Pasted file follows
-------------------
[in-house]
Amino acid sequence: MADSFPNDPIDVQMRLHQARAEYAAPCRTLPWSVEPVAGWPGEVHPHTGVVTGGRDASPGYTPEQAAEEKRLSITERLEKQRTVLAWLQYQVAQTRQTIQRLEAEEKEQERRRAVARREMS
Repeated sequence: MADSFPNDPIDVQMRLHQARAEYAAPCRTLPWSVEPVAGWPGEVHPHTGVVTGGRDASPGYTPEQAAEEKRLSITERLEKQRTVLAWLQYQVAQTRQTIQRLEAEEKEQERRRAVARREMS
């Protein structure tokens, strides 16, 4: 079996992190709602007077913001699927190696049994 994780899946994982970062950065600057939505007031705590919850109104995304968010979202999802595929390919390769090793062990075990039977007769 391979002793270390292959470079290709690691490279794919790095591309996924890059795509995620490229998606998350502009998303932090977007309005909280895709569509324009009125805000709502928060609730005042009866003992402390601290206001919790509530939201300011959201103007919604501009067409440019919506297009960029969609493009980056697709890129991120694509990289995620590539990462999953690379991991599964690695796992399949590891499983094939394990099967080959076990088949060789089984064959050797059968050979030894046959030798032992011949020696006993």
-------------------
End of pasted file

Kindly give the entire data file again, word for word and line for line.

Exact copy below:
[in-house]
Amino acid sequence: MADSFPNDPIDVQMRLHQARAEYAAPCRTLPWSVEPVAGWPGEVHPHTGVVTGGRDASPGYTPEQAAEEKRLSITERLEKQRTVLAWLQYQVAQTRQTIQRLEAEEKEQERRRAVARREMS
Repeated sequence: MADSFPNDPIDVQMRLHQARAEYAAPCRTLPWSVEPVAGWPGEVHPHTGVVTGGRDASPGYTPEQAAEEKRLSITERLEKQRTVLAWLQYQVAQTRQTIQRLEAEEKEQERRRAVARREMS
């Protein structure tokens, strides 16, 4: 079996992190709602007077913001699927190696049994 994780899946994982970062950065600057939505007031705590919850109104995304968010979202999802595929390919390769090793062990075990039977007769 391979002793270390292959470079290709690691490279794919790095591309996924890059795509995620490229998606998350502009998303932090977007309005909280895709569509324009009125805000709502928060609730005042009866003992402390601290206001919790509530939201300011959201103007919604501009067409440019919506297009960029969609493009980056697709890129991120694509990289995620590539990462999953690379991991599964690695796992399949590891499983094939394990099967080959076990088949060789089984064959050797059968050979030894046959030798032992011949020696006993």